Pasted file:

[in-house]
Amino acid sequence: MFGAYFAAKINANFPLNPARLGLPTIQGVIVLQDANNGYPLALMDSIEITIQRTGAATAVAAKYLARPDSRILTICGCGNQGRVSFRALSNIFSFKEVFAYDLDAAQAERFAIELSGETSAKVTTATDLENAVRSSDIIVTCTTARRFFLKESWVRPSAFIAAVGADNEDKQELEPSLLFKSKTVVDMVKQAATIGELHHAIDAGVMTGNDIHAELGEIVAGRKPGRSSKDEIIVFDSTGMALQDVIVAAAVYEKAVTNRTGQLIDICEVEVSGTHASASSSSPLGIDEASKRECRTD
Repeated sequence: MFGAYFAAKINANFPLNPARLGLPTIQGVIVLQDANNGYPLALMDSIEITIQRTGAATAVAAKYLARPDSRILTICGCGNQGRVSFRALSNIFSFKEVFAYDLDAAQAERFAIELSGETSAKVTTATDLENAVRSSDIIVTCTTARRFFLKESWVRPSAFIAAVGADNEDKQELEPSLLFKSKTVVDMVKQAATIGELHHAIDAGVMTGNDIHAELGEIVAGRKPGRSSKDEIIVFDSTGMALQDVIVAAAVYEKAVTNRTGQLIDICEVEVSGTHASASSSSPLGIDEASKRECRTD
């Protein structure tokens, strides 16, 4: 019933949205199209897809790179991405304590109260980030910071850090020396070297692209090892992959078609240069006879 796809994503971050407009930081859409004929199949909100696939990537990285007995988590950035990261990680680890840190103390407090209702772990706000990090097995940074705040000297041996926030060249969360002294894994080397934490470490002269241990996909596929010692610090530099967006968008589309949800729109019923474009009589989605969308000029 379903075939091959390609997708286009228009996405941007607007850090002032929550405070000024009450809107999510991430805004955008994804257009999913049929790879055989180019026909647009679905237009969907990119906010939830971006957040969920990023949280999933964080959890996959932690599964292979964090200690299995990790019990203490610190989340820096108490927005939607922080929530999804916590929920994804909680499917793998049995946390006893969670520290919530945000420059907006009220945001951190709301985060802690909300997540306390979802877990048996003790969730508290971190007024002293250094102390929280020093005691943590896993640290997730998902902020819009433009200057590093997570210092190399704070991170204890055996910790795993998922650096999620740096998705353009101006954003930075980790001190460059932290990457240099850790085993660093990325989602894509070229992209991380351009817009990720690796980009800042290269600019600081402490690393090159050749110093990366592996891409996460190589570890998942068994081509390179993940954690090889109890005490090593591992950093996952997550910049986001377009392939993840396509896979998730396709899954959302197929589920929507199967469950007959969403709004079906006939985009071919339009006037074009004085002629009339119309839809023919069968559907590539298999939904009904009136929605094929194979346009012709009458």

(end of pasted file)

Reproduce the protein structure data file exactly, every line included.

[in-house]
Amino acid sequence: MFGAYFAAKINANFPLNPARLGLPTIQGVIVLQDANNGYPLALMDSIEITIQRTGAATAVAAKYLARPDSRILTICGCGNQGRVSFRALSNIFSFKEVFAYDLDAAQAERFAIELSGETSAKVTTATDLENAVRSSDIIVTCTTARRFFLKESWVRPSAFIAAVGADNEDKQELEPSLLFKSKTVVDMVKQAATIGELHHAIDAGVMTGNDIHAELGEIVAGRKPGRSSKDEIIVFDSTGMALQDVIVAAAVYEKAVTNRTGQLIDICEVEVSGTHASASSSSPLGIDEASKRECRTD
Repeated sequence: MFGAYFAAKINANFPLNPARLGLPTIQGVIVLQDANNGYPLALMDSIEITIQRTGAATAVAAKYLARPDSRILTICGCGNQGRVSFRALSNIFSFKEVFAYDLDAAQAERFAIELSGETSAKVTTATDLENAVRSSDIIVTCTTARRFFLKESWVRPSAFIAAVGADNEDKQELEPSLLFKSKTVVDMVKQAATIGELHHAIDAGVMTGNDIHAELGEIVAGRKPGRSSKDEIIVFDSTGMALQDVIVAAAVYEKAVTNRTGQLIDICEVEVSGTHASASSSSPLGIDEASKRECRTD
């Protein structure tokens, strides 16, 4: 019933949205199209897809790179991405304590109260980030910071850090020396070297692209090892992959078609240069006879 796809994503971050407009930081859409004929199949909100696939990537990285007995988590950035990261990680680890840190103390407090209702772990706000990090097995940074705040000297041996926030060249969360002294894994080397934490470490002269241990996909596929010692610090530099967006968008589309949800729109019923474009009589989605969308000029 379903075939091959390609997708286009228009996405941007607007850090002032929550405070000024009450809107999510991430805004955008994804257009999913049929790879055989180019026909647009679905237009969907990119906010939830971006957040969920990023949280999933964080959890996959932690599964292979964090200690299995990790019990203490610190989340820096108490927005939607922080929530999804916590929920994804909680499917793998049995946390006893969670520290919530945000420059907006009220945001951190709301985060802690909300997540306390979802877990048996003790969730508290971190007024002293250094102390929280020093005691943590896993640290997730998902902020819009433009200057590093997570210092190399704070991170204890055996910790795993998922650096999620740096998705353009101006954003930075980790001190460059932290990457240099850790085993660093990325989602894509070229992209991380351009817009990720690796980009800042290269600019600081402490690393090159050749110093990366592996891409996460190589570890998942068994081509390179993940954690090889109890005490090593591992950093996952997550910049986001377009392939993840396509896979998730396709899954959302197929589920929507199967469950007959969403709004079906006939985009071919339009006037074009004085002629009339119309839809023919069968559907590539298999939904009904009136929605094929194979346009012709009458």